The Most Expensive Team Purchases in History

    Magic Johnson is no longer the most recognizable Laker on the planet. Kobe Bryant is, so Magic felt he needs to expand into other sports, heading a group, mostly by name and face probably, taking the Los Angeles Dodgers out of the hands of Frank McCourt, for $2 Billion.

    This isn’t only the biggest Baseball franchise deal in history. It also made the Dodgers, who haven’t won a World Series since 1988, the most expensive franchise purchase in all of sports, eclipsing Manchester United being bought by the Glazer Family a few years ago.

    Number 10 – Houston Astros, $610 Million

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    Jim Crane, a Houston-based businessman, bought the Houston Astros from Drayton McLane in 2011, after McLane owned the team for 18 years. Crane, agreeing to move the Astros to the American League after the 2012 season, got a $70 million concession from the league for his approval.

    The Astros finished at a franchise worst 56-106 in 2011. It might get worse in 2012. Although Crane made a few fan friendly moves once taking over the ball club, which included lowering the ticket prices and allowing food and water into the stadium, his proposal to change the team’s name was quickly turned down due to the uproar from the fans.

    Number 9 – New York Jets, $635 Million

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    Woody Johnson outbid Charles F. Dolan by more than $20 million to get the Jets, going for a price 20% higher than what analysts believed the Jets would go for. Since taking over the team, the Jets have made it into the postseason five times, a record for the Jets in the span of a decade. He also orchestrated the move to the new stadium, again shared with the Giants.

    Number 7 (shard) – Chicago Cubs, $700 Million

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    The Ricketts family, or the family trust of Joe Ricketts, purchased the lovable losers for $700 million in 2009. Joe Ricketts isn’t involved in the running of them, but his children, with Tom acting as CEO and three other children on the board of directors. The Cubs haven’t made the postseason since the takeover.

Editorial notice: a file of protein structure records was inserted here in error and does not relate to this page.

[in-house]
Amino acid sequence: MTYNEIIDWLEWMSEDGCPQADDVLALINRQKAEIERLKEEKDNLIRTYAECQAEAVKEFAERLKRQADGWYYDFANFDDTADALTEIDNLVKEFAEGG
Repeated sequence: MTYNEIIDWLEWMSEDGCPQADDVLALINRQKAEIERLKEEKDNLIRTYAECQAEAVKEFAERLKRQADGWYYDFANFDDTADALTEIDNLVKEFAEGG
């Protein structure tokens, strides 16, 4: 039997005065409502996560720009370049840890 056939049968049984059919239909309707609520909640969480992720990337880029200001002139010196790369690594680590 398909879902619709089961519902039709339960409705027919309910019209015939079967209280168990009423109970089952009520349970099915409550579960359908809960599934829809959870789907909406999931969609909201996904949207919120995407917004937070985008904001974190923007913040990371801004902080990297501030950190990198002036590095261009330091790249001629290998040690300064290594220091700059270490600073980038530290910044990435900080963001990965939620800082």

Number 7 (shared) – Houston Texans, $700 Million

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    It took Bob McNair14 years to turn the Houston Texans into the best NFL team in the state, but he isn’t satisfied with just a postseason appearance and a postseason win. Winning the NFL title is the next step. McNair formed the the Houston NFL Holdings in 1998. A year later the NFL announced on the Texans becoming the 32nd NFL franchise, making their debut in 2002.

    Number 6 – St. Louis Rams, $750 Million

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    A professional sports mogul, Kroenke, who earned money on his own and through marriage to the Wal-Mart heir, was already the owner of the Denver Nuggets, Denver Broncos and Colorado Avalanche and Arsenal in England when he became the main man for the Rams. He didn’t sell his holdings, he just moved them to his son. Convenient.

    Number 5 – Washington Redskins, $750 Million

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    Daniel Snyder and Dwight Shcar purchased the Redskins in 1999 for $750 million, mostly gained through big-time loans. Snyder hasn’t made the Redskins a success on the field, as the team has a losing record since he took over, but they have become a juggernaut financially, many seasons generating more revenue than any other team in the NFL, mostly thanks to the FedEx deal on the stadium name.

    Number 4 – Jacksonville Jaguars, $770 Million

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    On January 4, 2012, Shahid Khan became the first member of an ethnic minority to own an NFL team, purchasing the failing Jags from Wayne Weaver for $770 million. Khan has so far squashed any rumors linking the franchise to an anticipated LA Move.

    Number 3 – Miami Dolphins, $1.1 Billion

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    Ross was born in Michigan and lives in New York, but slowly took over the Miami Dolphins and the Sun Life stadium over the course of 2008, eventually owning 95% of the team after bringing in a bunch of Miami-based celebs to own the other 5%.

    Number 2 – Manchester United, $1.47 Billion

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    The Glazer family, who also own the Tampa Bay Buccaneers, are somewhat of a persona non-grata at the Old Trafford. Why? A number of reasons, with the Glazers being American a big part of it. Although today it doesn’t really matter, as it seems all of the Premier League is being purchased by foreign owners.

    The Glazers taking on a huge debt to purchase the club, securing half of it against the club assets is the main reason. Why? Because to finance their deal, the Glazers take money from the fans, who will effectively be paying for someone to borrow money to own their club.

    Number 1 – Los Angeles Dodgers, $2 Billion

    Magic Johnson, along with the Guggenheim Group and Stan Kasten ended the Frank McCourt saga in LA, buying the facing bankruptcy organizations, which was actually taken out of McCourt’s operation by the MLB commissioner last season, and the lands surrounding it for $2 Billion.